Playing an Instrument is Like a Superhero Quest: An Interview With Meridee Winters
--Do you think parents should make their kids practice?--
I never hear people saying that they resent their parents making them continue. But I hear a lot of stories that people think their parents should not have let them quit. I think there is something positive to be said about a parent who commits to music being a part of the child's education.
We're going to have peaks and valleys and oftentimes progress isn't linear. Progress usually stays level, breakthrough, then level up, pause, breakthrough... So, it's up to the parent and the teacher to provide high-quality instruction.
--What kinds of things do you start beginners out with?--
Well, there is an individualized component. One of our school's core principals is interest-based learning or free-range learning. So, if some students are more interested in rhythm, others are interested in improvisation or storytelling. We can do a lot based on their interest and individualize it. And we have a lot of material. It's not all on Amazon. I have 50 books and some of them are just only exclusive to the MW school right now. Some of them will come out over time. But the Super Start Piano Books are on Amazon and All-Star Piano Patterns which is a Core Crash Course for younger kids. Note Quest is a collection of drills for note reading.
The Super Start and All Star books are a small taste of what all of our teachers are trained at... encouraging improv and creativity right away. Part of what we do is just jam and explore on the piano or guitar. Let's explore, let's do it from day 1. Also, we start out with making our own storm just to teach that there is no wrong note. Let's crash, let's play high, let's play well. Let's have a freedom to sound terrible and make mistakes and creative freedom is established at the beginning.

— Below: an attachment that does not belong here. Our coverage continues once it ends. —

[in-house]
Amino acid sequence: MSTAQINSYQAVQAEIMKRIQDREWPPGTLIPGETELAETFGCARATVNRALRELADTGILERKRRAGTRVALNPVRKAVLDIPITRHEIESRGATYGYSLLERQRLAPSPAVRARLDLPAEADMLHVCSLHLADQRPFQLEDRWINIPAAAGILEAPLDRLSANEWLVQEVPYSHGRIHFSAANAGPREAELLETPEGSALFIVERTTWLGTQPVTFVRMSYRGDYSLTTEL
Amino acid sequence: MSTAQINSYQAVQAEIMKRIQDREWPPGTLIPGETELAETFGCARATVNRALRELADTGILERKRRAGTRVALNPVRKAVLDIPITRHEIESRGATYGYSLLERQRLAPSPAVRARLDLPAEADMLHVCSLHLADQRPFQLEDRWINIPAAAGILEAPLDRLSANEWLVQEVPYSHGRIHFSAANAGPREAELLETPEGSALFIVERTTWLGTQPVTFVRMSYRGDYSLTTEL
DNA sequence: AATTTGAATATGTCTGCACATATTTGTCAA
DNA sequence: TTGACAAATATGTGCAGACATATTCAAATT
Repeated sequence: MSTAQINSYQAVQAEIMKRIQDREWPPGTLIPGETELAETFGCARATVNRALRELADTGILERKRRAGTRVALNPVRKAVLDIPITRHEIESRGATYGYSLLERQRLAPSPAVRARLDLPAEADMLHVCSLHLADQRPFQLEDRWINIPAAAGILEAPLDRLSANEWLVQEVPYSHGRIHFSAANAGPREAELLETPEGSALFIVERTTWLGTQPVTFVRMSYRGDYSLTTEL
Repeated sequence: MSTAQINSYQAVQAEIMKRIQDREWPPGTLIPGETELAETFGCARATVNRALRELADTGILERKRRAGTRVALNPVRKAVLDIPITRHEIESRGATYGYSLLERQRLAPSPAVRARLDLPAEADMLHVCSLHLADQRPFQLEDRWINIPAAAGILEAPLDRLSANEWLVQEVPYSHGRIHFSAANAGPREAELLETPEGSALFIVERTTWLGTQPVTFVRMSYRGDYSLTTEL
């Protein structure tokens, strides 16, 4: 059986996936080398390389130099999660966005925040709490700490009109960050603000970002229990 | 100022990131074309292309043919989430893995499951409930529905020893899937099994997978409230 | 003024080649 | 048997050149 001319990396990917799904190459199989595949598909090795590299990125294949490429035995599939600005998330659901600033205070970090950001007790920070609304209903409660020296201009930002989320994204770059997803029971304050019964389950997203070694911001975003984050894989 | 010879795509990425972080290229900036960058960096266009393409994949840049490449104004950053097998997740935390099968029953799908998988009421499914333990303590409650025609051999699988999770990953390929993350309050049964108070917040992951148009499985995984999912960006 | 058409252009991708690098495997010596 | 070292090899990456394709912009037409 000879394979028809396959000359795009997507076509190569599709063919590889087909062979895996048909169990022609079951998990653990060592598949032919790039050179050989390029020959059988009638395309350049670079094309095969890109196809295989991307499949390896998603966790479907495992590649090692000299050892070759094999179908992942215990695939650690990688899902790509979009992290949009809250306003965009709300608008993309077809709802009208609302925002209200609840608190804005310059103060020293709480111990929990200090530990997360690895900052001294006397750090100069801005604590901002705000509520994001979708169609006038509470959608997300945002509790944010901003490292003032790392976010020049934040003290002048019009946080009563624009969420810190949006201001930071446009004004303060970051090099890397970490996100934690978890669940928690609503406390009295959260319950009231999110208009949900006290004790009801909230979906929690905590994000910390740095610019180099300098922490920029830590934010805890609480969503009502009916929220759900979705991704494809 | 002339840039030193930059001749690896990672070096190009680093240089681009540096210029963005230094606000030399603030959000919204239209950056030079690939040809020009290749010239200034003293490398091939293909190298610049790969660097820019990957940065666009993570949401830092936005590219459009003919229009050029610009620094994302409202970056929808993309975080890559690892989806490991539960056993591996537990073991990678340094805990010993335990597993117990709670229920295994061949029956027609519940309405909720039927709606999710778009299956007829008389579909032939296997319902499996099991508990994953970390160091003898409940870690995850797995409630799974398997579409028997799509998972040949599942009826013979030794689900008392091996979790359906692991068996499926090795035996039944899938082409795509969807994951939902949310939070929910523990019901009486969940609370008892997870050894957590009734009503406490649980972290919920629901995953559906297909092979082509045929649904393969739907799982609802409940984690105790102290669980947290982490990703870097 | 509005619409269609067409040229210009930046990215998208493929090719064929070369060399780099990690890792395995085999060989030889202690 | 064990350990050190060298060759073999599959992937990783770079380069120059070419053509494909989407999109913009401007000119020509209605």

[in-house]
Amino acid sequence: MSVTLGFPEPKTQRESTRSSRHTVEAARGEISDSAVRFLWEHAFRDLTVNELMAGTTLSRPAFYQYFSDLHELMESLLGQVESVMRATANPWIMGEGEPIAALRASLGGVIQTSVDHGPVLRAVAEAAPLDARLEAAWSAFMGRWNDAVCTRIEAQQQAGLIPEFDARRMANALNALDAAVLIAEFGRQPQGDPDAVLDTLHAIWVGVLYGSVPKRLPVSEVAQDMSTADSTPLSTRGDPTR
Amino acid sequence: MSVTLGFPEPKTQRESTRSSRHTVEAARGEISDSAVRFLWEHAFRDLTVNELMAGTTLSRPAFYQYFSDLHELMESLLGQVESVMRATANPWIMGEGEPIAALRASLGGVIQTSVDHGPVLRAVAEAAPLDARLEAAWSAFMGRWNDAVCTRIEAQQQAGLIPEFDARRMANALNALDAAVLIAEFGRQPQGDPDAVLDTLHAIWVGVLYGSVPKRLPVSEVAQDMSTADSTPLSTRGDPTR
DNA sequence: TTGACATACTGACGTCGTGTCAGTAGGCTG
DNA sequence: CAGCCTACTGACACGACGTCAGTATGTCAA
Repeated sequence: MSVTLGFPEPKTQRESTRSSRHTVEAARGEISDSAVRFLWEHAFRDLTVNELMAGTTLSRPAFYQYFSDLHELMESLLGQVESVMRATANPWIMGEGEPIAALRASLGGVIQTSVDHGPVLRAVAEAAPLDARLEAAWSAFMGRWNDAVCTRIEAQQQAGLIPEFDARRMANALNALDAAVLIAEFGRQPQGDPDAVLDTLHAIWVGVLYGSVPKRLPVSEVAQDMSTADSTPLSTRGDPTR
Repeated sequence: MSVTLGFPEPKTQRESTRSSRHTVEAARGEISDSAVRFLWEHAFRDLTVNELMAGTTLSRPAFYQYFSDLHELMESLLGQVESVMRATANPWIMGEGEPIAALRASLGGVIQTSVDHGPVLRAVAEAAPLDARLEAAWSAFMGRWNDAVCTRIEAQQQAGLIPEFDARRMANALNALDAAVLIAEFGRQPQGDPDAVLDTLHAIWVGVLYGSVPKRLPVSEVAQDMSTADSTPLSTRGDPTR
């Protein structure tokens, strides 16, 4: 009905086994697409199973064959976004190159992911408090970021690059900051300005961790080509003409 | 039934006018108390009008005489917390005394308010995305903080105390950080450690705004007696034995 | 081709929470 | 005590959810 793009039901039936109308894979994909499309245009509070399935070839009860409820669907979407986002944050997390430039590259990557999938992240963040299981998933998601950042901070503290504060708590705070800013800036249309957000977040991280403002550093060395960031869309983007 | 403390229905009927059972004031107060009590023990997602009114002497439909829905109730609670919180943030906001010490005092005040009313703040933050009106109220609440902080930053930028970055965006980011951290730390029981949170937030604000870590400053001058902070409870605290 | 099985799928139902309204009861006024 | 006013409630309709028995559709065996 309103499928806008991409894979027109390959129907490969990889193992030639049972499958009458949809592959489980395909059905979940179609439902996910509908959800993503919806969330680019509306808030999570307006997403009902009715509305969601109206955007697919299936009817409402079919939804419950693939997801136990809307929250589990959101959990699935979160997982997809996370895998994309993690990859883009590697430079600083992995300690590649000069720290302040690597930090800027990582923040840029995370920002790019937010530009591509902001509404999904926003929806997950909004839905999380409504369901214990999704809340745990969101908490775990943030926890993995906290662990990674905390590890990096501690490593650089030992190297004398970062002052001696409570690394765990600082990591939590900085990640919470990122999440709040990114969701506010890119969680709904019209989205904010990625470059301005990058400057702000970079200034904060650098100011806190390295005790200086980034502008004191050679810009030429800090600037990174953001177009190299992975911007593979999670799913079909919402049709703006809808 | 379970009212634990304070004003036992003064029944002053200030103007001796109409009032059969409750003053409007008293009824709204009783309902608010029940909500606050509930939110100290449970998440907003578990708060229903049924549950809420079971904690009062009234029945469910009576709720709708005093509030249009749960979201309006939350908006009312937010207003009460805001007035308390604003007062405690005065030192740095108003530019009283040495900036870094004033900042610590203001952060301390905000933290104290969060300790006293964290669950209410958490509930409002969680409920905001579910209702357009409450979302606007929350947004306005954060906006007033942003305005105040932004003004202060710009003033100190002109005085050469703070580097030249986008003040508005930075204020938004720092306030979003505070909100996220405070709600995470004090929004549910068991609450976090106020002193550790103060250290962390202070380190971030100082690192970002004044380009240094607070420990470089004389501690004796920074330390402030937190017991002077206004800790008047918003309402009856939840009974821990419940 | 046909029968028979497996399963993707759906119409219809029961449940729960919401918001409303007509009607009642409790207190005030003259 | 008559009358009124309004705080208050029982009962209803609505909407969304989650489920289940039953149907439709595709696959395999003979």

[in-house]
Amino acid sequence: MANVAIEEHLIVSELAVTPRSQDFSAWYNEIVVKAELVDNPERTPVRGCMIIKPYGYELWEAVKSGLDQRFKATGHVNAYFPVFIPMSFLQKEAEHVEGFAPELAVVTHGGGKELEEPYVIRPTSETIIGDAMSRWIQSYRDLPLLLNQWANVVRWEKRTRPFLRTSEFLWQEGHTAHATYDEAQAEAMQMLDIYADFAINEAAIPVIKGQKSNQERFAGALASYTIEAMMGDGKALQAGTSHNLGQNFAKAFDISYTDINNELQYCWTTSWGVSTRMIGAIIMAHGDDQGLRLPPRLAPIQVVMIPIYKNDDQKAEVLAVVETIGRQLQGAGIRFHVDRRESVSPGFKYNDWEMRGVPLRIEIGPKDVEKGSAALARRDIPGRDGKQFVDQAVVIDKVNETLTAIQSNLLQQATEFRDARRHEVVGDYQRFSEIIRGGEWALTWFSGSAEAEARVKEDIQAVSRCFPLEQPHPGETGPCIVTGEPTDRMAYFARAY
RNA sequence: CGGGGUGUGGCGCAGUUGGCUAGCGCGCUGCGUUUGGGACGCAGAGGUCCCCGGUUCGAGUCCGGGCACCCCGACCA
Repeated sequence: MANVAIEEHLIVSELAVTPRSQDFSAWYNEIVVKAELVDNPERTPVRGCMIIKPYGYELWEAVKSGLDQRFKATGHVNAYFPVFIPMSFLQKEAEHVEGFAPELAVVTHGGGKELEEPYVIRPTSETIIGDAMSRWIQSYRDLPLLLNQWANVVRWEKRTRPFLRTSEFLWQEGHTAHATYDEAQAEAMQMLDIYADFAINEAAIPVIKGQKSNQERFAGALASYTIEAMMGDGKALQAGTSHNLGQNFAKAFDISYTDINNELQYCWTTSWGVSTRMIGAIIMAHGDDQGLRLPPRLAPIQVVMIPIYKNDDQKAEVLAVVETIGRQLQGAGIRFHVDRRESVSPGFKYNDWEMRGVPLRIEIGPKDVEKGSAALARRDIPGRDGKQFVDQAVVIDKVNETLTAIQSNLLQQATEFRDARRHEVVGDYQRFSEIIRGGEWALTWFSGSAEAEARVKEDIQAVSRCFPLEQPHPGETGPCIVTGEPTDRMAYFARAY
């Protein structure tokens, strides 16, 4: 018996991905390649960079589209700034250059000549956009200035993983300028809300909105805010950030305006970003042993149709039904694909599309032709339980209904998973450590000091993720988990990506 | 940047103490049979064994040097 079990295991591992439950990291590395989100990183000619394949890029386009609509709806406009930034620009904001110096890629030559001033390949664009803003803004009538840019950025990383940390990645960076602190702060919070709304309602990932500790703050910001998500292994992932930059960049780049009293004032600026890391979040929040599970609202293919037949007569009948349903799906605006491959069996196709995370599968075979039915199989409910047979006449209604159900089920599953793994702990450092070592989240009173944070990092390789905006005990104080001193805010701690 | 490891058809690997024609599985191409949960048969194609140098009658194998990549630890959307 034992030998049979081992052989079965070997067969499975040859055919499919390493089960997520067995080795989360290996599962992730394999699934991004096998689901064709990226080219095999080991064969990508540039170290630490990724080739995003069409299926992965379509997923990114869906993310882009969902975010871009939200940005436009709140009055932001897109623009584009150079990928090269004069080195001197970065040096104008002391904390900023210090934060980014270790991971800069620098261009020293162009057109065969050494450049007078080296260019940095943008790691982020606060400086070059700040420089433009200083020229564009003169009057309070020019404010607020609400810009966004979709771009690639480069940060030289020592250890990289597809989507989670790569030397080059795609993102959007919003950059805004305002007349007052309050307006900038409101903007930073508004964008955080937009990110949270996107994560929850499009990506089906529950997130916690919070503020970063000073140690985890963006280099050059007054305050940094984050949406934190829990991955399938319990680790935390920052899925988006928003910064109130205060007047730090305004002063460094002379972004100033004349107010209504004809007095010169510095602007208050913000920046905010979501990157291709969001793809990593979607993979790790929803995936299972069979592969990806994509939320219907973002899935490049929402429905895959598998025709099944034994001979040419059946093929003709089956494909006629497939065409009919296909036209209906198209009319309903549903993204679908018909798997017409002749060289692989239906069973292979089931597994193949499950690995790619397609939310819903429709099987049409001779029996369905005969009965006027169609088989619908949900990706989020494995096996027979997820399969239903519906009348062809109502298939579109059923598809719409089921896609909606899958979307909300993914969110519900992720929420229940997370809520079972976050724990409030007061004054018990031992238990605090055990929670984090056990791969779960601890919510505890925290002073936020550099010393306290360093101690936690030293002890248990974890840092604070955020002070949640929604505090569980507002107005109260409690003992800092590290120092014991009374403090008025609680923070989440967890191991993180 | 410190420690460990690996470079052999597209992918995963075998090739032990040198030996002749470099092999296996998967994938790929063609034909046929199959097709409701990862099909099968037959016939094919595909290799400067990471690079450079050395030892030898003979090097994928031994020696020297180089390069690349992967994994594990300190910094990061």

Patterns are like the Legos of music. So, during training, we make peanut butter and jelly sandwiches and the PB, is for pattern book where we're teaching patterns. And then jam, we're always doing some kind of jam. And the regular lesson books are just like bread. You got to have them, they're nice. But teaching only with lesson books is not well rounded. Repertoire and lesson books are the bread. So, what we're adding is the patterns and the jam which are essential. There are many lesson books to choose from. I don't like the older beginner lesson books because they move too fast. To learn to read, you just need frequent repetition and you want it to be easy. So, you could pick up any of the common lesson books that are out there. They all have flaws. They all have pros and cons.
But without teaching as a language, without the patterns and the empowerment, without the jamming, teaching just from lesson books is very low-level learning.
--The classical players I know mostly say the same thing. "I'm terrible in improvising. I'm terrible at jazz. It's so hard." I have a friend who is a phenomenal classical player. One day she asked me, "Is this a major chord or minor chord?" And it blew my mind that she could be so great, but yet doesn't know the difference between a major and a minor chord. Wow, how does that happen?--
Some people don't take too well to divergent thinking and it can lead to a little less confidence than joy. So, they have somebody celebrating that innovation and creativity and courage of not being afraid of playing a wrong note. Play is really crucial for those divergent thinkers.
The world needs creative solutions for a brighter future. We need people to be creative or at the very least understand and celebrate the creative process. You'll see many articles coming out now that say creativity is a crucial skill for the future. That's where the transformation comes in, with a safe space that allows opportunities for creativity.